Christie says an undercover officer pretended to be interested in him, they had a short conversation and agreed to engage in consensual oral sex in a rest room stall. The undercover officer then signaled to three other officers to arrest him.

Christie, in the complaint, says he ran, initially afraid he was going to be mugged.

The “LAPD never arrest men by women decoy officers for nonmonetary sexual solicitations nor do they arrest women by male decoy officers for nonmonetary sexual solicitations,” the complaint states.

Criminal charges against Christie were dropped in April.

In his civil suit, he is seeking an injunction against the LAPD, damages for excessive force, discriminatory arrest, false arrest and conspiracy.

The LAPD is not commenting on the suit.

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Anti-violence project issues cautions

The New York City Anti-Violence Project, headquarters for the national program, issued a warning about recent incidents of pick-up violence in the LGBT community.

According to the AVP, such crimes – harassment, physical violence, robbery – are the “least discussed forms of violence committed against LGBTQ communities.

To respond, the AVP offered a series of tips about staying safe:

• Have a safety plan. Let someone know your plans, such as who you’ll be with, an address of your meeting place, the phone number of the person you are meeting, and if your plans change. Brainstorm in advance people you feel comfortable sharing this information with, and ways that those people can support you.

• Meet a pick-up in a public place. Discuss what activities you are comfortable with and the ones that you are not.

• On bathrooms and other public spaces: Be aware that incidents can occur in these locations.  Be aware of others in the restroom, stay near the exit if possible, use single stall restrooms where available, and if you feel uncomfortable find a different restroom to use.

• Be aware of your surroundings. Locate establishments to seek help if you feel unsafe.

• Trust your instincts. If you feel threatened or unsafe at any point, remove yourself from the situation as quickly as possible. 

• You can say no:  No matter who initiates or how far you’ve gone, you can stop at any time for any reason.

• Use words to alert bystanders of what’s going on and to frighten (but not anger) an assailant.

• Move towards a “safer place,” like a more public space.

• Self defense. Use your body to defend yourself or get away from an assailant.

Leave a trail and use your tech. Program hotline information into your phone; let people around you know when you are leaving a place; text yourself or friends about where you’ll be or where you are; save messages on Facebook, MySpace, OKCupid, Grindr, etc.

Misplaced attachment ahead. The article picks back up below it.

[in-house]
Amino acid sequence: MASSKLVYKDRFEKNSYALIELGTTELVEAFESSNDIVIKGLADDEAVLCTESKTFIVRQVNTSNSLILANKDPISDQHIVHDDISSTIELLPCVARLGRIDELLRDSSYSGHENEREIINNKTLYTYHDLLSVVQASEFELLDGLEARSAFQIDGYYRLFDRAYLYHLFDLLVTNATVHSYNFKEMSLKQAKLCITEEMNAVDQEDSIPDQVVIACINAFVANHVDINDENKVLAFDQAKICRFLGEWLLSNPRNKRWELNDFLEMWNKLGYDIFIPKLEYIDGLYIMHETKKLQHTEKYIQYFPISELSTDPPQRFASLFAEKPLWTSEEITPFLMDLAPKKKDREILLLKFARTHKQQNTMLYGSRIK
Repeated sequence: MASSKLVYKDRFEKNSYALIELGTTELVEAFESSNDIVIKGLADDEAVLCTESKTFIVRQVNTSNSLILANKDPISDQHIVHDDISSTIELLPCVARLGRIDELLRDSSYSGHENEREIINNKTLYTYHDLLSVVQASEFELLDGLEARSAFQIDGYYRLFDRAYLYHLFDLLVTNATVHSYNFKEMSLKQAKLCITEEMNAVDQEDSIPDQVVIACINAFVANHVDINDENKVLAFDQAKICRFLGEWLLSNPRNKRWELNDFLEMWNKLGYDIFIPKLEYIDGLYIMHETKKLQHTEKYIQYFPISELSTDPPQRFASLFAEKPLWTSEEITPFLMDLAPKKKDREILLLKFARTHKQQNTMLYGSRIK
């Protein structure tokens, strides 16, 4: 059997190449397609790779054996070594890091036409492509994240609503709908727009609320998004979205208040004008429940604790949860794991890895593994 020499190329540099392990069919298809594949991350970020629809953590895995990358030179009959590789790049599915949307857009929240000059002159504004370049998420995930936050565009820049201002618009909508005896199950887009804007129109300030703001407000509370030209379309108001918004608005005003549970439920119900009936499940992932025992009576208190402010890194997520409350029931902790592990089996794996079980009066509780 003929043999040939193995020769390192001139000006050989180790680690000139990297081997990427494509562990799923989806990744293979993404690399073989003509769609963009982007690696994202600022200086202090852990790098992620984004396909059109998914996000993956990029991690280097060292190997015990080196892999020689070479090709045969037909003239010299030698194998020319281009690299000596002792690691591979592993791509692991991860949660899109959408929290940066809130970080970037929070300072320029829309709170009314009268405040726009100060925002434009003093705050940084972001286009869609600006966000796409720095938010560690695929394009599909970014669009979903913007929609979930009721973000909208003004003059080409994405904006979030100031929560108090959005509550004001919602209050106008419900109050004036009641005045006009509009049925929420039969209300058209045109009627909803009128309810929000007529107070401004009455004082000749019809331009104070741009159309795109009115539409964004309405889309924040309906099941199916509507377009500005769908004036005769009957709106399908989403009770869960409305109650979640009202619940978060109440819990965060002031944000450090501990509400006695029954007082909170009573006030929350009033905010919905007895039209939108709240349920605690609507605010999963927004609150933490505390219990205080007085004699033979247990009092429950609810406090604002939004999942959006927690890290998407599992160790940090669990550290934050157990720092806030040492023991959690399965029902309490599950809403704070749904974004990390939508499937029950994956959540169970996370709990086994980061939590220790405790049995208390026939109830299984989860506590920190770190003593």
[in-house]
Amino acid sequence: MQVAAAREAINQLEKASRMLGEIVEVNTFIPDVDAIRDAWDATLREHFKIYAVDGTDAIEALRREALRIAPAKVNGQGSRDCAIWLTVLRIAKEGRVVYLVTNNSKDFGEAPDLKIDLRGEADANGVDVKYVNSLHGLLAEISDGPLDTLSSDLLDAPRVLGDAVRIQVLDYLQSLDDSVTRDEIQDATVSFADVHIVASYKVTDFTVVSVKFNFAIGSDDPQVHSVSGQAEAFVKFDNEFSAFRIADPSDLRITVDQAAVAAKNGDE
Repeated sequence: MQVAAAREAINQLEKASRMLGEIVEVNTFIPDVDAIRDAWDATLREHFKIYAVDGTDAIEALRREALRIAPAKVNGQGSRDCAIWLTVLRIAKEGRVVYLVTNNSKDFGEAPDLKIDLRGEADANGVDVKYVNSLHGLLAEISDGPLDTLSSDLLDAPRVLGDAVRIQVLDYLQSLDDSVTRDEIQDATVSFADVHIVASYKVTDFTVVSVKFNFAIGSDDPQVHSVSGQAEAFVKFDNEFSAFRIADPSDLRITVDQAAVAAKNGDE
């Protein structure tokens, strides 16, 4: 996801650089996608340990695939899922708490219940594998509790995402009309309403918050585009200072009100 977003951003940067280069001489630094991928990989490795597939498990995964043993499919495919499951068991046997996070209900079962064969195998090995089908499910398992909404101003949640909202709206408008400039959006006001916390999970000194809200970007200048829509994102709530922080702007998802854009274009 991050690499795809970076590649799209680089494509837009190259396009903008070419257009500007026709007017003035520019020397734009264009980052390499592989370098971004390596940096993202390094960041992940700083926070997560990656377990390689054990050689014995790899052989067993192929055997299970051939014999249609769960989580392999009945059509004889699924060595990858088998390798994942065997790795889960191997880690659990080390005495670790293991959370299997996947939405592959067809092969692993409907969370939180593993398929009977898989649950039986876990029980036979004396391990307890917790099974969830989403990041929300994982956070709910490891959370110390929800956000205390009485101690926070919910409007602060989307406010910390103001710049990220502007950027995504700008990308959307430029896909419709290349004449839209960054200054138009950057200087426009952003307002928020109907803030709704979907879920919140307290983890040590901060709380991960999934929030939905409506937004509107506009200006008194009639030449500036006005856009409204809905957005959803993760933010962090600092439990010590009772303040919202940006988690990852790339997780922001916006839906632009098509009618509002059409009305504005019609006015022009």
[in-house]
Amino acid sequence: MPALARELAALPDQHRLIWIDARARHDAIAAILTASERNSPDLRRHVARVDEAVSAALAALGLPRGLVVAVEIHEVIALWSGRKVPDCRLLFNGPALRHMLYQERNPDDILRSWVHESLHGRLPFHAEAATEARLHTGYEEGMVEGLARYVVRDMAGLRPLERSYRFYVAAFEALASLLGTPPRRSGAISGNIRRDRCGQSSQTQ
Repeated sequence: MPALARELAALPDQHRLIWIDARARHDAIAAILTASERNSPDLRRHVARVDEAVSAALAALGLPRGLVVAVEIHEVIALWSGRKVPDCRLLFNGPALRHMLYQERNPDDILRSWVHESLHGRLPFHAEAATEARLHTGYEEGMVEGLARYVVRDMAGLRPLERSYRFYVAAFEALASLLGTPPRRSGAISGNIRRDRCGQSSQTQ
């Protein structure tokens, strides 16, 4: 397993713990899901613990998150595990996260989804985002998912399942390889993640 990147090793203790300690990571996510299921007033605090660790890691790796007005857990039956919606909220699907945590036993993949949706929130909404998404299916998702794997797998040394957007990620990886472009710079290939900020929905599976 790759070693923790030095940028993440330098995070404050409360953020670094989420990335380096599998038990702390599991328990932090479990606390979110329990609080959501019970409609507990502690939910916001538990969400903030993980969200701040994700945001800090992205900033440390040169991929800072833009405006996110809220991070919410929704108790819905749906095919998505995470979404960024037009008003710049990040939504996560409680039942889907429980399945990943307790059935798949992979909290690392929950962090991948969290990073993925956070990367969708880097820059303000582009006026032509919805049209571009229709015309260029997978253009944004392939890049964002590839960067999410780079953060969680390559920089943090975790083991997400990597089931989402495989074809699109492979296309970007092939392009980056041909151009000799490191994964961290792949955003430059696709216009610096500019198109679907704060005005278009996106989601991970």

Get Support.

If possible, consider medical attention after any incident; violence can create many physical and emotional issues.

Document an incident. Take photos of any injuries; keep records of emails, texts, calls.


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ACLU: Cops bothering gays in Kent County, Mich., parks

Gay rights activists in western Michigan say sheriff’s deputies have been unfairly targeting gay men in Kent County parks by striking up conversations with them while working undercover.

Nearly three dozen men were arrested in the parks in 2010 under Michigan’s soliciting law but many simply were talking or holding hands, critics told county commissioners this week.

“In these cases, it’s the officers who are making the approaches. It’s the officers who are doing the accosting and soliciting,” said Miriam Aukerman of the American Civil Liberties Union.

The Grand Rapids Press reports that Sheriff Larry Stelma defended his deputies and said they’re simply trying to keep parks safe.

“This is sensationalizing and a distortion of what’s happening,” Stelma said. “We do not arrest anybody, male or female, for holding hands.”

Michigan law makes it illegal for someone to use a public place to invite another to commit a “lewd or immoral act.”

“If you look at the exact language of the statute, you could apply it to what happens in bars and restaurants in Kent County on any Friday or Saturday night,” Aukerman said. “We have concerns about laws that limit the behavior of consenting adults.”

She said there’s nothing illegal about flirting.

Kent County attorney Dan Ophoff said changes in how deputies deal with such situations are already in the works, although authorities believe past arrests complied with the law. He said some cases were dropped before getting to court.